Starting up the truck, the engine loud in the quiet of the sleepy town, she patted Dusty’s soft cheek as he turned over and lay on his side.
She drove out of the little parking lot of the saddle store in Throckmorton and headed down Highway 380. There were some sizeable ranches up in Haskell and Stonewall counties. Surely Howelton, where she was headed, held more promise than the other towns they’d been through recently.
After thirty minutes of driving past green wheat fields running all the way to the flat horizon, she came to the small farming community. The donut shop coming up on her left was more than she could resist. Her son needed a treat, and he loved donuts more than anything in the world.
The truck’s engine stopped, and the constant vibration from the old engine stilled. In the silence Dusty sat up and knuckled his face. He spied the display through the picture window and turned wondering eyes her way.
She nodded her head and grinned.
Throwing his slender arms around her neck, he squealed like a baby pig and jiggled his short golden curls.
She laughed and tickled him. Her son had a way of lifting her heart, even on the toughest days.
He shrieked, “You’re going to make me wet my pants.”
“Come on in, honey. Use the restroom while I get your donut and some coffee.”
“I’ll be quick.”
He hauled his cute little butt into the store and asked where the bathroom was. She shut her door, her own rear end sore from having slept sitting upright night after night, and walked inside.
A plump woman with kind, gray eyes stood behind the ancient wood-and-glass display. “Good morning,” she greeted Jayme. “How can I help you?”
The aroma of coffee and fresh, hot bread filled the warm air. Jayme’s empty belly rumbled loudly, and she crossed her arm over her stomach. Had the store clerk heard?
The woman grinned. “Sounds like you got here just in time, hon.”
She’d eaten very little in the past few days after giving Dusty most of what she could afford. It was no wonder her stomach was complaining. Jayme smiled tentatively and pointed at the fluffy glazed creations. “I’ll have a large black coffee and one of those donuts, please.”
The woman poured her coffee, snapped a tight lid on the tall cup, then slipped a donut into a bag. Dusty skipped back into the room with an excited smile.
Jayme paid for her purchase and gave him his breakfast. “Here you go, buster. Enjoy.”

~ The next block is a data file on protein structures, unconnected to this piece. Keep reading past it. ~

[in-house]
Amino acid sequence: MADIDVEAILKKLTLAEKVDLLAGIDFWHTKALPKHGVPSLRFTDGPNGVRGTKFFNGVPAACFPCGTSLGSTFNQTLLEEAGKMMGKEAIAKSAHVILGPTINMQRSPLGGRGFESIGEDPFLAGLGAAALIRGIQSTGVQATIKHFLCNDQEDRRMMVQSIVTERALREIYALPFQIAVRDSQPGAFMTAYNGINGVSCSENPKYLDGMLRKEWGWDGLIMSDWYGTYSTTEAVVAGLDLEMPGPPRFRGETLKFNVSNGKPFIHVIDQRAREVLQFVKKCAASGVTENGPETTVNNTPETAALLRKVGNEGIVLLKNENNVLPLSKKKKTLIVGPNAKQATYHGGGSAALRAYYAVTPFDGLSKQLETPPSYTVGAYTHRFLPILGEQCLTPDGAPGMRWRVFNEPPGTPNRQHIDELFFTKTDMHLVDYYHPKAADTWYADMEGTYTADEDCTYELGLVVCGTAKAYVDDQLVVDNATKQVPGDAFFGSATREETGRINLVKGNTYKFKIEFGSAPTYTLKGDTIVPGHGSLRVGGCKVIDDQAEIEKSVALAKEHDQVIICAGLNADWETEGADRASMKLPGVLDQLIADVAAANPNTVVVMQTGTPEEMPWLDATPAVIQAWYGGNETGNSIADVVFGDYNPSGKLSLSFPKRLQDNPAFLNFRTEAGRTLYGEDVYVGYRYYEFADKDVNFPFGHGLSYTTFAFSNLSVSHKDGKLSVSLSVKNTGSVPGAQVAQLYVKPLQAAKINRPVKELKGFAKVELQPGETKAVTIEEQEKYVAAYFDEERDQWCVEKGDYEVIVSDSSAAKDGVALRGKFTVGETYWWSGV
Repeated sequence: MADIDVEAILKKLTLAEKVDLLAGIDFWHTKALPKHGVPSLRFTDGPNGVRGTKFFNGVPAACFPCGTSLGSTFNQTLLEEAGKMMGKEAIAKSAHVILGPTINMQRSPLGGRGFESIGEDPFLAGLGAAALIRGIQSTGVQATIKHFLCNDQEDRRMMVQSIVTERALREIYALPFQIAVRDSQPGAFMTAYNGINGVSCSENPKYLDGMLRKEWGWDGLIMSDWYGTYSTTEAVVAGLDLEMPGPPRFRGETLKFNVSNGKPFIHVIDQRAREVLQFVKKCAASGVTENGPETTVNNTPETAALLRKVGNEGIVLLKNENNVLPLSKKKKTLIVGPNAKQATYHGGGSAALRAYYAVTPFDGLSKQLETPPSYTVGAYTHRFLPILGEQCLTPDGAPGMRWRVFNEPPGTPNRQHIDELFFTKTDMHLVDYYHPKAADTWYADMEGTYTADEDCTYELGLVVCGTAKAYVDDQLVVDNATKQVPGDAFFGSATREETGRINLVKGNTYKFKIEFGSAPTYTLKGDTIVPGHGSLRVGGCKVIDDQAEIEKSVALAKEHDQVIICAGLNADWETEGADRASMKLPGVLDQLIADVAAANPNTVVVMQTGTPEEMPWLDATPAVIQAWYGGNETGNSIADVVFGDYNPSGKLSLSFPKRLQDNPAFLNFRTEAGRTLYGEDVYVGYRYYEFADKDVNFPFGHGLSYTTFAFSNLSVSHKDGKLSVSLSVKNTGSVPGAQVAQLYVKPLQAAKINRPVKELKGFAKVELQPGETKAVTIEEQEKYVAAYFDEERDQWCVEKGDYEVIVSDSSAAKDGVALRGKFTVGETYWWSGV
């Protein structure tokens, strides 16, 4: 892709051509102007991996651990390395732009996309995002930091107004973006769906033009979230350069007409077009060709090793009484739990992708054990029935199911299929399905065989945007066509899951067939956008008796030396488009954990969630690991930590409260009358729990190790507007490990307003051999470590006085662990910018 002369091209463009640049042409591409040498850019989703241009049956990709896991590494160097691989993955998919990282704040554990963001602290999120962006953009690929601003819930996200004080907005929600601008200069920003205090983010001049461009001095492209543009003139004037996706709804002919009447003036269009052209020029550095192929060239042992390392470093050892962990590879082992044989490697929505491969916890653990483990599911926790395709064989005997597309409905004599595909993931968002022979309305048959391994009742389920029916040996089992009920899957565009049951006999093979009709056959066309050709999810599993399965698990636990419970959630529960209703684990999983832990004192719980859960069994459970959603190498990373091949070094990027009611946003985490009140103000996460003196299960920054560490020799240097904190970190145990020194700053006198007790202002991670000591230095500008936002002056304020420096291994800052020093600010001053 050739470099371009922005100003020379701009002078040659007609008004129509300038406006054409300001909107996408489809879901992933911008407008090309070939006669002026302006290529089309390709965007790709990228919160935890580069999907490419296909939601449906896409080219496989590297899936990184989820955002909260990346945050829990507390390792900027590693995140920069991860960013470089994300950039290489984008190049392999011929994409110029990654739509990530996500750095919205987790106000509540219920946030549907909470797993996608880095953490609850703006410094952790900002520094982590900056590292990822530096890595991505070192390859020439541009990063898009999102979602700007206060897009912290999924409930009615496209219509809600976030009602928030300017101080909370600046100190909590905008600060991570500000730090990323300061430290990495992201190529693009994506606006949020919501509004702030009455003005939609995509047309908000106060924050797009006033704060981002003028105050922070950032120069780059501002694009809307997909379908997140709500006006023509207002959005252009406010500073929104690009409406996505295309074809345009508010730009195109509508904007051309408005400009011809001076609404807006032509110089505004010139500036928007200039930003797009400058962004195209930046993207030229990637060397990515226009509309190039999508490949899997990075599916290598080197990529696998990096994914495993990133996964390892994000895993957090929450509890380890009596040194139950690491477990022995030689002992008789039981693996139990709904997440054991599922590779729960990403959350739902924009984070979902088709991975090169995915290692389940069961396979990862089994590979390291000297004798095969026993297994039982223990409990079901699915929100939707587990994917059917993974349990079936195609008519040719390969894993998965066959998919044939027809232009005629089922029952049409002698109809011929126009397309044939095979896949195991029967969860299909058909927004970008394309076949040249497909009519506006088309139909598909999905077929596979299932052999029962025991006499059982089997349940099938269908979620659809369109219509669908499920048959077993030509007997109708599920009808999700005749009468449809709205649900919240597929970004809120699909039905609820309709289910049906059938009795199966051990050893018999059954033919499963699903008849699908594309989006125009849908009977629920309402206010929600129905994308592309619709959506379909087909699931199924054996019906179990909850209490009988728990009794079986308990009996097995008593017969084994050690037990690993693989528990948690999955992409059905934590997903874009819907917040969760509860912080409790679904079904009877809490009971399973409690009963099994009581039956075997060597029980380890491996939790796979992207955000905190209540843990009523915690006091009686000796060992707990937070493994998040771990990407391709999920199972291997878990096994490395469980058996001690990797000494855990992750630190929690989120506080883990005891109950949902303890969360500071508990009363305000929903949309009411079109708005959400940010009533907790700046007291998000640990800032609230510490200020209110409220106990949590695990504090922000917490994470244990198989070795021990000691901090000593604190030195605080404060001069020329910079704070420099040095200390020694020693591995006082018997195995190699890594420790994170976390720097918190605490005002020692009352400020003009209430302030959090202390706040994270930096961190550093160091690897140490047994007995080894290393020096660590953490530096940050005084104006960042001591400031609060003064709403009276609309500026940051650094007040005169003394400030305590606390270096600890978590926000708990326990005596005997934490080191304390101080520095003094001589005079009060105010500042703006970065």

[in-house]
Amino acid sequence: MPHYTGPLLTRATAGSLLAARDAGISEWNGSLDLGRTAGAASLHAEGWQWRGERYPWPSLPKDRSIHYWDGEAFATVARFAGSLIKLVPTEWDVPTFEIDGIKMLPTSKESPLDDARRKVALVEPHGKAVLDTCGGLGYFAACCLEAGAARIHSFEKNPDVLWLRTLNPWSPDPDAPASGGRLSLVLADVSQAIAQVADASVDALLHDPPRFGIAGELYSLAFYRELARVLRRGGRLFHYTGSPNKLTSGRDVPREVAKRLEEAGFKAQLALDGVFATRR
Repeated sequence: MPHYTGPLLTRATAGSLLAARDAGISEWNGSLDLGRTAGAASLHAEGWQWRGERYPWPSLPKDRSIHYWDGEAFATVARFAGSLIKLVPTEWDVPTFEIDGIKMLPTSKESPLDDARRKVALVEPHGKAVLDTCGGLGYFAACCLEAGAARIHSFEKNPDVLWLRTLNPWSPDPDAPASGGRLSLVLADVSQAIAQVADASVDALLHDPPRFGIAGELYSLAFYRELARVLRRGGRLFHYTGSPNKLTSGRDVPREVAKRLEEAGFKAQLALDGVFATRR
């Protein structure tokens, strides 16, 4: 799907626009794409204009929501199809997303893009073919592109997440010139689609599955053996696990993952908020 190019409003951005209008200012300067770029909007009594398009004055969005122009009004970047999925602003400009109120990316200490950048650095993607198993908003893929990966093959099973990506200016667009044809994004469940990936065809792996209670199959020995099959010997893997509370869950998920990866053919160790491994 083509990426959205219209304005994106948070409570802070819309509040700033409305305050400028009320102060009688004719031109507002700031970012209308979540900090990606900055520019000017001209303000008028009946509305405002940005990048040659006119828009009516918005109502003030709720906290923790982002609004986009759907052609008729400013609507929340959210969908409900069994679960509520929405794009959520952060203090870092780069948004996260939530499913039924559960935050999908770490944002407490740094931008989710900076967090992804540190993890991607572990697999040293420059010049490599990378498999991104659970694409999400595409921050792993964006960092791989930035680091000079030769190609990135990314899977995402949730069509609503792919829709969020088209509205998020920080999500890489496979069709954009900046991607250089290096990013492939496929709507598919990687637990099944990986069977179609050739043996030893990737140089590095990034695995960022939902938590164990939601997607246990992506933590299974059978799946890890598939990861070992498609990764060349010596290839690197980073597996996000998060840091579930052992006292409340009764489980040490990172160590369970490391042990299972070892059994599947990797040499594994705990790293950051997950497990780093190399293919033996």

Dusty peered inside the small brown bag and frowned. “What are you going to eat?”
She swiped his hair out of his eyes. “I’ll have something later.”
He stared at the old hardwood floor, all the joy in his treat gone. “You’re hungry too.”
Her little man, always looking after her, trying to be the man of the house. “Just eat your donut, hon. We’ll find something for me soon. This town has great vibes. There’s bound to be work here.”
He stood still, his face stubborn.
Oh hell. She turned toward the counter to order another donut.
The lady handed her another bag. “No charge. I swear you deserve one for raising such a sweetheart.”
Tears burned Jayme’s eyes, and she lost track of what the woman was saying.
Dusty tugged on Jayme’s sleeve. “Mom, did you hear that?”
“She wants to know what kind of work you’re looking for.”
Jayme quickly wiped at the corners of her eyes. “Thanks for asking, ma’am. I’m a ranch hand, and I’m desperate for a job. We’ve been looking a while, and that old truck drinks gas like a drunk on Saturday night.”
The woman sighed and shook her head. “My name’s Noreen. I’m telling you now so’s you’ll know who to cuss when you leave this job in your rearview mirror. You’ll find work out at Ward Ramsey’s place. That ornery son-of-a-gun can’t keep help for nothing.” She tore off a piece of register receipt and wrote down directions to the ranch.
Jayme thanked her for her kindness as her belly worked its way into a knot. She didn’t have it in her to trust men much, but her managers had never been jerks. No matter what this Ramsey was like, though, she had to try.